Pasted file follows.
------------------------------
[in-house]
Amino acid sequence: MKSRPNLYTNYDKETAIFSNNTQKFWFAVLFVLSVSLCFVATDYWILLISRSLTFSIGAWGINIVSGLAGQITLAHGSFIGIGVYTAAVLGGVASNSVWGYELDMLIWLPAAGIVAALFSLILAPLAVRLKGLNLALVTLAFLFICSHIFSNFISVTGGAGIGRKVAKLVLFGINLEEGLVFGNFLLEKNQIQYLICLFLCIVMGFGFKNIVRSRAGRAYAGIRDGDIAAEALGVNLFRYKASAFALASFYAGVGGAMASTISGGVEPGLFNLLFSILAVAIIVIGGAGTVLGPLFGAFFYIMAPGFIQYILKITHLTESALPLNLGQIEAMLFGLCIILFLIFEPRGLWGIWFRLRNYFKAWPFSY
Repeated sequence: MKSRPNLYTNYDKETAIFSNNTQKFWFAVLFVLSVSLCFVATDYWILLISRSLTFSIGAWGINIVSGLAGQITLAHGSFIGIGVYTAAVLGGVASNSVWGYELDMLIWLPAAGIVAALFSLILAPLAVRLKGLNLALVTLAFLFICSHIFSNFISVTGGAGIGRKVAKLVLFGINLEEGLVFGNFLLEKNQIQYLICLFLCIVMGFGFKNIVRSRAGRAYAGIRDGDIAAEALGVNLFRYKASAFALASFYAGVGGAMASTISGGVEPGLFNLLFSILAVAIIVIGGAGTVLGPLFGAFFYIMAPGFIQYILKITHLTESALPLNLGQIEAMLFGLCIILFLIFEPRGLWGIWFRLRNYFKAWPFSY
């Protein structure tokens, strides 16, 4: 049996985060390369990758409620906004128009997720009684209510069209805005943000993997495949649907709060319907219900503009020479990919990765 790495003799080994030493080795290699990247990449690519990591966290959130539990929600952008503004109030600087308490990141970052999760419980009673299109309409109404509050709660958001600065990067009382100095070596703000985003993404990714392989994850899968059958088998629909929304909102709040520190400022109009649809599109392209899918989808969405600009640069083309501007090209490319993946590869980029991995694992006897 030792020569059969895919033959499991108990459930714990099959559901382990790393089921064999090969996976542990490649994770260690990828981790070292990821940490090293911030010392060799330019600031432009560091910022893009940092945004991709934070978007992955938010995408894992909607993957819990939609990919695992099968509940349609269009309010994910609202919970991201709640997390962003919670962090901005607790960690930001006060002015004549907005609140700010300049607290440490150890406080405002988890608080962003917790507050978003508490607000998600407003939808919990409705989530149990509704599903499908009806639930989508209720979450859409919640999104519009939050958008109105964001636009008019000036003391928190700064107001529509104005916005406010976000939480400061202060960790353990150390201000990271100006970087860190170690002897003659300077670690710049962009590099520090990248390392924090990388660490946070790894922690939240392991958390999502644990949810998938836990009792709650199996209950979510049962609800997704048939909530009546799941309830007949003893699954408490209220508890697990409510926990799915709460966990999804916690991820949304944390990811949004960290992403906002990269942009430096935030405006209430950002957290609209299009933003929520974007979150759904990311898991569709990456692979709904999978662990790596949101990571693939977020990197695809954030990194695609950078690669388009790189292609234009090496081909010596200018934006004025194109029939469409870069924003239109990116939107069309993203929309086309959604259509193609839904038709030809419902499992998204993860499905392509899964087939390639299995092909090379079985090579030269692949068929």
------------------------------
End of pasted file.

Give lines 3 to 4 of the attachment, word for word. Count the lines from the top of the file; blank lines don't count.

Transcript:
Repeated sequence: MKSRPNLYTNYDKETAIFSNNTQKFWFAVLFVLSVSLCFVATDYWILLISRSLTFSIGAWGINIVSGLAGQITLAHGSFIGIGVYTAAVLGGVASNSVWGYELDMLIWLPAAGIVAALFSLILAPLAVRLKGLNLALVTLAFLFICSHIFSNFISVTGGAGIGRKVAKLVLFGINLEEGLVFGNFLLEKNQIQYLICLFLCIVMGFGFKNIVRSRAGRAYAGIRDGDIAAEALGVNLFRYKASAFALASFYAGVGGAMASTISGGVEPGLFNLLFSILAVAIIVIGGAGTVLGPLFGAFFYIMAPGFIQYILKITHLTESALPLNLGQIEAMLFGLCIILFLIFEPRGLWGIWFRLRNYFKAWPFSY
């Protein structure tokens, strides 16, 4: 049996985060390369990758409620906004128009997720009684209510069209805005943000993997495949649907709060319907219900503009020479990919990765 790495003799080994030493080795290699990247990449690519990591966290959130539990929600952008503004109030600087308490990141970052999760419980009673299109309409109404509050709660958001600065990067009382100095070596703000985003993404990714392989994850899968059958088998629909929304909102709040520190400022109009649809599109392209899918989808969405600009640069083309501007090209490319993946590869980029991995694992006897 030792020569059969895919033959499991108990459930714990099959559901382990790393089921064999090969996976542990490649994770260690990828981790070292990821940490090293911030010392060799330019600031432009560091910022893009940092945004991709934070978007992955938010995408894992909607993957819990939609990919695992099968509940349609269009309010994910609202919970991201709640997390962003919670962090901005607790960690930001006060002015004549907005609140700010300049607290440490150890406080405002988890608080962003917790507050978003508490607000998600407003939808919990409705989530149990509704599903499908009806639930989508209720979450859409919640999104519009939050958008109105964001636009008019000036003391928190700064107001529509104005916005406010976000939480400061202060960790353990150390201000990271100006970087860190170690002897003659300077670690710049962009590099520090990248390392924090990388660490946070790894922690939240392991958390999502644990949810998938836990009792709650199996209950979510049962609800997704048939909530009546799941309830007949003893699954408490209220508890697990409510926990799915709460966990999804916690991820949304944390990811949004960290992403906002990269942009430096935030405006209430950002957290609209299009933003929520974007979150759904990311898991569709990456692979709904999978662990790596949101990571693939977020990197695809954030990194695609950078690669388009790189292609234009090496081909010596200018934006004025194109029939469409870069924003239109990116939107069309993203929309086309959604259509193609839904038709030809419902499992998204993860499905392509899964087939390639299995092909090379079985090579030269692949068929």